The point is that British labour productivity growth slumped during the GFC, and, then stalled as a result of the austerity that was imposed in the aftermath of the recession.

A shallower slump followed and pre-dates, by some years, the Brexit referendum.

Further, in recent quarters, British productivity has actually been rising steadily and has consistently done so since the June 2016 Referendum, albeit at a modest rate, although it fell slightly (0.4 points) in the September-quarter 2019.

In other words, the poor British productivity performance has little to do with the Brexit referendum outcome or what has followed.

Structural explanations of this slump are also unlikely to have traction. The massive cyclical contraction pushed British productivity growth of its past trend. Structural factors work more slowly and we would not witness such a fall if they were implicated.

Why would that cause productivity growth to slump then fail to recover?

A major driver of productivity is investment – both public and private.

While business investment is cost sensitive (so may respond to interest rate changes), mainstream economists usually ignore the fact that expectations of earnings are also important as are asymmetries across the cycle.

Cyclical asymmetries mean (in this context) that investment spending drops quickly when economic activity declines and typically takes a longer period to recover. So fast drop and slow recovery.

The cyclical asymmetries in investment spending arise because investment in new capital stock usually requires firms to make large irreversible capital outlays.

I also discussed that phenomenon in detail in the blog post – British productivity slump – all down to George Osborne’s austerity obsession (October 18, 2017) – which gives additional references to earlier academic work I have published on this topic.

The point is that when the economy experiences a sharp contraction, there is a necessity for strong fiscal support to rebuild confidence among firms that it will be worthwhile investing in new capacity.

Exactly the opposite happened in the UK with George Osborne pursuing his ideological obsession for fiscal surpluses (and failing).

Imposing pro-cyclical fiscal austerity of the scale that George Osborne initiated when the Tories came took government in May 2010 is the last thing a government should do when non-government spending is in retreat.

Fiscal austerity in these circumstances exacerbates the typical asymmetry associated with investment expenditure and is a major reason why business investment in the UK has been so weak.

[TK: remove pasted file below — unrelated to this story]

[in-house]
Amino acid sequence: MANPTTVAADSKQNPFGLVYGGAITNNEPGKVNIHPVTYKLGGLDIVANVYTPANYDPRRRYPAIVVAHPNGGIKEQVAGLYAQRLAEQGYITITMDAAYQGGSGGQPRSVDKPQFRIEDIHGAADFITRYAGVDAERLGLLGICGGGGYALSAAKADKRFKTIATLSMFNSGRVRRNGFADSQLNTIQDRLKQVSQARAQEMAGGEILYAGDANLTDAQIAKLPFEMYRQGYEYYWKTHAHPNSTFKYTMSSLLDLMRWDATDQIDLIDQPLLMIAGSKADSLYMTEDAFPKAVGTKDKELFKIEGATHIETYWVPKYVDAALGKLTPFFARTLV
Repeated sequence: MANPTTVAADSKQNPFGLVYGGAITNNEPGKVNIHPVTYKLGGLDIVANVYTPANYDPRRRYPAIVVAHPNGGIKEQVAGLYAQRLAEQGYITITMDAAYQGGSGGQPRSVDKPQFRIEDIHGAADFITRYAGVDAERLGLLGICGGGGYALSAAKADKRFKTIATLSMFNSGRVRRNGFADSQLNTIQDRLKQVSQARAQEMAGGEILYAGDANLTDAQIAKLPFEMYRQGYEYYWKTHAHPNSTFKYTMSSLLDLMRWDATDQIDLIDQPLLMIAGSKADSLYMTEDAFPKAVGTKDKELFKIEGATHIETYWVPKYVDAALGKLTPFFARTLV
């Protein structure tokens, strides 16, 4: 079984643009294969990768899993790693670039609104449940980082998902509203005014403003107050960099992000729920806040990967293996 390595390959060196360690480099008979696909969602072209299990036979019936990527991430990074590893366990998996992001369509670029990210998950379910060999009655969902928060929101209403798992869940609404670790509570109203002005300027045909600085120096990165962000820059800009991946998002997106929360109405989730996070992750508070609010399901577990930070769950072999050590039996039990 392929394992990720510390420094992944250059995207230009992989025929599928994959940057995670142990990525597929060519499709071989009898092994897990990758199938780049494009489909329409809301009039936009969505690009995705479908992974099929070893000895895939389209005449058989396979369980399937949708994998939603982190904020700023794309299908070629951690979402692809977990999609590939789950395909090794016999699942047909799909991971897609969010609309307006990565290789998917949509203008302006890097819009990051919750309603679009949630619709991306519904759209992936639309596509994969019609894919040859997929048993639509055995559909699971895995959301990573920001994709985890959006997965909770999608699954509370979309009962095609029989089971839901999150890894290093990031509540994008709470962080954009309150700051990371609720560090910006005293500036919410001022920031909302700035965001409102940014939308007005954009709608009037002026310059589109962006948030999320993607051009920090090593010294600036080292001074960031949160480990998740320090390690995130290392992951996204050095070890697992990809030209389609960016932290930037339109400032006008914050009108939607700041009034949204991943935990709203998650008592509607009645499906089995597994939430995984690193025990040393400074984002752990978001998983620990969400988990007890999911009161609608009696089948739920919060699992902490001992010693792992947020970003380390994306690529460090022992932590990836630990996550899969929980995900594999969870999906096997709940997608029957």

We often focus on the short-term negative impacts of fiscal austerity, but in this case, it also has serious long-term impacts on both the rate of business investment and the potential growth rate (which falls as capital formation stalls).

The longer it takes for business investment to recover, the worse will be the long-term impact on potential GDP growth. In turn, this means that the inflation biases are increased because full capacity is reached sooner in a recovery – often before all the idle labour is absorbed.

So, while George Osborne is long gone, the negative impacts of his policy folly will reverberate for a long time to come. His failings will continue on for many years and the flat productivity growth is one manifestation of that failing.

What the Governor said

During his oral evidence to the Lords Select Committee on Economic Affairs, the Bank of England governor was interrograted about the Bank’s view of the Brexit situation.

In the – Transcript – we read that:

1. “the bulk of the speech was about the global outlook” – in other words, the Governor thought the fact that “the global economy has been slowing over the last half of the year” was a more significant focus for attention than being sidetracked by domestic issues (Brexit).

2. He noted that “Less than a third of the globe is growing above trend, investment growth is quite modest and indeed is stagnant in some economies, and trade growth has slowed quite markedly as well.” – which mostly explains, together with the on-going fiscal austerity in Britain, why British growth has been stalling.

3. He mentioned Brexit in the context of “the short-term global outlook”.

4. He noted that “Any trade globalisation creates tensions in terms of inequalities; there are winners and losers and there is a requirement for redistribution or, at a minimum, reinvestment” and that fiscal austerity, of the scale introduced in Britain, exacerbates these losses for some workers and their communities.

5. He agreed that his preference was that the UK becomes “a rule-setter” rather than “being a rule-taker within an international context”.

The discussion then focused on the Bank’s own Brexit assessments.

It was noted that “in November the Bank published its assessment of different withdrawal scenarios for Brexit” which I considered, in part, in this blog post – Britain’s austerity costs are larger than any predicted Brexit losses (March 4, 2019).

On November 28, 2018, the so-called independent Bank of England published its own horror story to go with the HM Treasury’s report released in the same month – EU withdrawal scenarios and monetary and financial stability.